In one level optimization problem many methods are proposed such as branch and bound algorithm [4-7]^{[4]}, linear programming ^{[8]}, dynamic programming ^{[9]} and mixed-integer ^{[10]}. Also, some evolutionary algorithms suchas genetic algorithm (GA) ^{[11]}, multiobjective evolutionary programming algorithm ^{[12]}, refined immune algorithm ^{[13]} and particle swarm optimization (PSO) ^{[14]} are applied. However, different evolutionary methods might provide different solutions for a problem and the methods is not guarantee for all kind of problems. As a result, in some research studies, the combination of methods such as binary PSO-based dynamic multi-objective model ^{[15]} and fuzzy logic ^{[16]} are used as one-level and parallel optimization problems ^{[17, 18]}.

One the other hand, for market clearing some mathematical and meta-heuristics technique is proposed such as ^{[19, 20, 21]} are represented. In this paper, maximizing of the profit of investment and market clearing are considered as one level optimization problem. In fact, in one problem both market clearing and profit of investment are optimized and solved. As a result, at the same time, two of the most important problems of the wind power with all constraints are solved as one single problem.

At first, bi-level optimization problem as one of the robust optimization method is utilized to make a two different optimization problems as a single optimization problem. Then, the mathematical programming with equilibrium constraints (MPEC) and karush–kuhn–tucker (KKT) are defined for this problem to find an optimal solution for the problem. Then, due to the nonlinearity of the equations, the Fortuny-Amat & McCarl (FM) linearization technique is used to linearize the equations. Finally, in the GAMS software, the solution for IEEE 24 busses of the wind power systems are presented to validate the effectiveness of the proposed optimization technique.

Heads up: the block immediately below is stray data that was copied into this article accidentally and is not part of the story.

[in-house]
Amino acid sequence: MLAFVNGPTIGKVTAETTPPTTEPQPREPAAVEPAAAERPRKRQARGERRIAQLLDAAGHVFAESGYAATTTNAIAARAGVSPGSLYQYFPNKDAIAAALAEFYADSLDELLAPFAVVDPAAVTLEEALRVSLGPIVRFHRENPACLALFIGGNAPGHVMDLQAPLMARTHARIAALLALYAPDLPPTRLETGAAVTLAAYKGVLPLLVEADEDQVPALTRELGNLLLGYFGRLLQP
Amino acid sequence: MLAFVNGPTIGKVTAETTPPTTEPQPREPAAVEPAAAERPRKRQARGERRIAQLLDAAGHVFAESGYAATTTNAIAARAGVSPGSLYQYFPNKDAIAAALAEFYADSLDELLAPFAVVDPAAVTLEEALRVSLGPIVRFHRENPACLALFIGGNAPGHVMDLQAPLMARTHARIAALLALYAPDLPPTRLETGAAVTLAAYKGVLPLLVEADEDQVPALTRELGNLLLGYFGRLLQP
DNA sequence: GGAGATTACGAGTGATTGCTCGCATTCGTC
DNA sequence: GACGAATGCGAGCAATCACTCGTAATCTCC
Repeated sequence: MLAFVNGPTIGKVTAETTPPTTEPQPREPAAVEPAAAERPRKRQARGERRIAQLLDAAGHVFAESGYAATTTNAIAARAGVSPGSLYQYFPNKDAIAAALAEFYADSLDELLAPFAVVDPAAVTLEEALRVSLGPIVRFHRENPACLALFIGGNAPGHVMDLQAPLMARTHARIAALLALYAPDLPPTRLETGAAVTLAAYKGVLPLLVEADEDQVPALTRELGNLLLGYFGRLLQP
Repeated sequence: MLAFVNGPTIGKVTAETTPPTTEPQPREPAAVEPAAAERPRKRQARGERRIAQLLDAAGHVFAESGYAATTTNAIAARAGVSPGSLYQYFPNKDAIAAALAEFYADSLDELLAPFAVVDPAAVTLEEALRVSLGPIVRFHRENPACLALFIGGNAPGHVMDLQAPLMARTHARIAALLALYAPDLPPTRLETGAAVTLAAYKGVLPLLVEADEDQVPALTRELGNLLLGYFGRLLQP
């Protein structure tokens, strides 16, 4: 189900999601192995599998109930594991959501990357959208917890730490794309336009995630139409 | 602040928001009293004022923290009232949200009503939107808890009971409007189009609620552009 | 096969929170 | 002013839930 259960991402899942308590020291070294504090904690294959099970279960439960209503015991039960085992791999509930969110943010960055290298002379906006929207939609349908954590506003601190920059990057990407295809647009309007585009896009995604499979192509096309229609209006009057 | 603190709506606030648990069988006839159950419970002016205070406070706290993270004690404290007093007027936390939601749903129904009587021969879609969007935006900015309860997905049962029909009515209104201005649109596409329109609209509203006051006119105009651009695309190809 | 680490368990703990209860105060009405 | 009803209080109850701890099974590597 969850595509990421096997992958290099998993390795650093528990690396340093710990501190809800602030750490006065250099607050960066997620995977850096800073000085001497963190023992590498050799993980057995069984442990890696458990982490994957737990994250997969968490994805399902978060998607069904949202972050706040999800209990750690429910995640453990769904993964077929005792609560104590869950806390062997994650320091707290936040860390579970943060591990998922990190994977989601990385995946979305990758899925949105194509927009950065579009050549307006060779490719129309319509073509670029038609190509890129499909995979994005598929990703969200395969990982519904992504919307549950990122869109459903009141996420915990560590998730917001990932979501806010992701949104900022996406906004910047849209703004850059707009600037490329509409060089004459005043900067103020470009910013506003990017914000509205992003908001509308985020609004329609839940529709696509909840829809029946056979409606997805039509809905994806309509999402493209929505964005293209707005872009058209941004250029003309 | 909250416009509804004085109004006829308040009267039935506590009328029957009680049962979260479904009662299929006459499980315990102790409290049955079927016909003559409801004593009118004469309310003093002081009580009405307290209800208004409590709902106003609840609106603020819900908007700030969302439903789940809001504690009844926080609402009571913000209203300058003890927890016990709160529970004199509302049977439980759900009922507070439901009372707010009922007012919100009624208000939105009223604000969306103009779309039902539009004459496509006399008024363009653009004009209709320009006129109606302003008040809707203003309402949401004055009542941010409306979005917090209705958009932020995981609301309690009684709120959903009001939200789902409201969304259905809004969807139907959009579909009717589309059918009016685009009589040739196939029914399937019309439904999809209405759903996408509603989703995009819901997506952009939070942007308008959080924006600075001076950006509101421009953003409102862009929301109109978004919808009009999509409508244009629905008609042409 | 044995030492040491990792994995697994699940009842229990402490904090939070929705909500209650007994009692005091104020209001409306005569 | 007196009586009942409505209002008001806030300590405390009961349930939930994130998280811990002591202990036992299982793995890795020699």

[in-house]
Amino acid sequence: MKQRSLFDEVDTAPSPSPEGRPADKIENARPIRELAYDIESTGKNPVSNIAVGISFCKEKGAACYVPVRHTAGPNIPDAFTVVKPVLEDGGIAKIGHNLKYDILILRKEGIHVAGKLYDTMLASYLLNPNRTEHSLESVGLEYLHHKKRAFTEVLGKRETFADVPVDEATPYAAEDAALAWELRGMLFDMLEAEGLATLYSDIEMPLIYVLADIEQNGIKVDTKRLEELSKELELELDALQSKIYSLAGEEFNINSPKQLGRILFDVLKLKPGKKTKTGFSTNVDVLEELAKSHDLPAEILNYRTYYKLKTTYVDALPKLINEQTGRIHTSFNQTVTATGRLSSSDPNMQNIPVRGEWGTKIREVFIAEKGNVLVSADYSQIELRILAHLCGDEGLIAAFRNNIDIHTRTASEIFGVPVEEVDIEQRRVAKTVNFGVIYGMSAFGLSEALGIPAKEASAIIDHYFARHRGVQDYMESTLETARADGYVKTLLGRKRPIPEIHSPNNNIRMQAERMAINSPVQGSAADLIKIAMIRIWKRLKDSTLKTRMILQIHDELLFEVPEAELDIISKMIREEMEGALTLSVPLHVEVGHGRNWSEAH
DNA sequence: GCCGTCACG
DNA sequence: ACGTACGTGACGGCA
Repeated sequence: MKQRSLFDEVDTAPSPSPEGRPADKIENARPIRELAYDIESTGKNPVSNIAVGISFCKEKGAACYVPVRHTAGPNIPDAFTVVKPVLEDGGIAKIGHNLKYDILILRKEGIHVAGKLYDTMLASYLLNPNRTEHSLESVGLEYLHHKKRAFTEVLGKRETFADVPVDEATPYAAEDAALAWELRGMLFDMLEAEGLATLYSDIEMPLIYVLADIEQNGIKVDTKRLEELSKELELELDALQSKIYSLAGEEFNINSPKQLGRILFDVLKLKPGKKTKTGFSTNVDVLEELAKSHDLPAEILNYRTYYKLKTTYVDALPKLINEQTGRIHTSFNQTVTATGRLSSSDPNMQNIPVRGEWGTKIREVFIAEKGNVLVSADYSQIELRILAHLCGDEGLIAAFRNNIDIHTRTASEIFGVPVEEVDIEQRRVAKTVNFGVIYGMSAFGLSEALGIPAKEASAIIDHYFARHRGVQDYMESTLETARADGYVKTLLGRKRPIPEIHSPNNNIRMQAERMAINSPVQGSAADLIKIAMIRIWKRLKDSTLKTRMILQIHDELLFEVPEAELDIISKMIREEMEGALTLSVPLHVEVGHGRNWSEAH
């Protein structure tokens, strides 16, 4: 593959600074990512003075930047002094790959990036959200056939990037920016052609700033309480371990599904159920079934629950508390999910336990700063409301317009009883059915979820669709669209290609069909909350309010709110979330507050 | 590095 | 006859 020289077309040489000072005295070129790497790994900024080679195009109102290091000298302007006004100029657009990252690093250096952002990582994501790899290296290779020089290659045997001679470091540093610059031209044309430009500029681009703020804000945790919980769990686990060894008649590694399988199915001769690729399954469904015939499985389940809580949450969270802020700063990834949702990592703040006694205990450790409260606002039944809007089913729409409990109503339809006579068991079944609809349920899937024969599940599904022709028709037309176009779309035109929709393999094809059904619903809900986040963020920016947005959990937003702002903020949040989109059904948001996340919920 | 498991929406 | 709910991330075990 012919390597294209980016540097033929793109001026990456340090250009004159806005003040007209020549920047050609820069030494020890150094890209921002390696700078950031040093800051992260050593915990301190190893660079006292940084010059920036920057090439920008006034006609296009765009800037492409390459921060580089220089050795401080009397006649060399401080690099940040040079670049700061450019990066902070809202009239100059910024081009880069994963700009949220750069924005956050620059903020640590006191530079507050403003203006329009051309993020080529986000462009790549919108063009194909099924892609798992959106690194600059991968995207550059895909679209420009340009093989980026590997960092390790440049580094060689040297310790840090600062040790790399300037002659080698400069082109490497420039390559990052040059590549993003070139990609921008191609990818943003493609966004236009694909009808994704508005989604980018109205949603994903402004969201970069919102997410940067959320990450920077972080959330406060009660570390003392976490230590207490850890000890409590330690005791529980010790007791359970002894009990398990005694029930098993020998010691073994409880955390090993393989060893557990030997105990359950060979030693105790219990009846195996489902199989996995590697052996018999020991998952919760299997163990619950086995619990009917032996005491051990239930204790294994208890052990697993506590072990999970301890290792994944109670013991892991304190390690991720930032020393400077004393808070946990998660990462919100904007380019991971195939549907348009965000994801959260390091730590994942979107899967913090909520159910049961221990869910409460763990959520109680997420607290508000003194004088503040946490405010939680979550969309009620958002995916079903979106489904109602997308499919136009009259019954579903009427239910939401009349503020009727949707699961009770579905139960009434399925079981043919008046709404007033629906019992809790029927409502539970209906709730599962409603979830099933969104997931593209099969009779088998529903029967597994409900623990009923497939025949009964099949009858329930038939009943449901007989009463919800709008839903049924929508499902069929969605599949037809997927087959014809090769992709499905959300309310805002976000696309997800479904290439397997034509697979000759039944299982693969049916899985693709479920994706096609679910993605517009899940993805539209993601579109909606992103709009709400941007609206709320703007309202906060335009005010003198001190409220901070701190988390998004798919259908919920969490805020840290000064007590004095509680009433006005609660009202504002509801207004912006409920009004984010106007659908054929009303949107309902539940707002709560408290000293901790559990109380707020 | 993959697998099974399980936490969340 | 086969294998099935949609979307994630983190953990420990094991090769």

In the next section, the bi-level optimization problem is explained. In section three, the mathematical programming with equilibrium constraints (MPEC) is represented. Section four is about the modeling of the problem. MPCC problem is described in section five and finally in the last section the simulation and results are explained.

### 2. Bi-level Optimization Method

Bi-level optimization methodis a type of optimization techniques which consists of upper-level and lower-level problem. In this paper, the upper-level is the profit of the investment and the lower-level is market clearing. The equations of the bi-level is:

(1) |

Subject to:

(2) |

(3) |

(4) |

(5) |

(6) |

where, (1-3) are the upper-level optimization problem and (3-6) are the lower-level optimization problems. The functions, and are the upper level objective function, constraints of equality and inequality, respectively. And, the functions , and are the lower level objective functions, constraints of equality and inequality, respectively.

Furthermore, the Lagrange coefficients of the lower level optimization problems are . It is clear that in order to solve such a problem, first the lower-level constraints should be satisfied.

### 3. Mathematical Programming with Equilibrium Constraints (MPEC)

The bi-level optimization method with two level optimization problems is called mathematical programming with equilibrium constraints (MPEC), if the lower-level optimization problem consists of a set of equilibrium condition. The equations for MPEC are as following:

(7) |

Subject to:

(8) |

(9) |

(10) |

(11) |

It should be noted that the vector is the optimization variable for *2*^{nd} constraint problem. It should be noted that it depends on the variables of the upper and lower level optimizations. Furthermore, the upper-level optimization problem depends on all optimal variables and Lagrangian coefficients of the lower-level problem (). All of the constraints of the upper and lower levels should be satisfied to find an optimal and global result.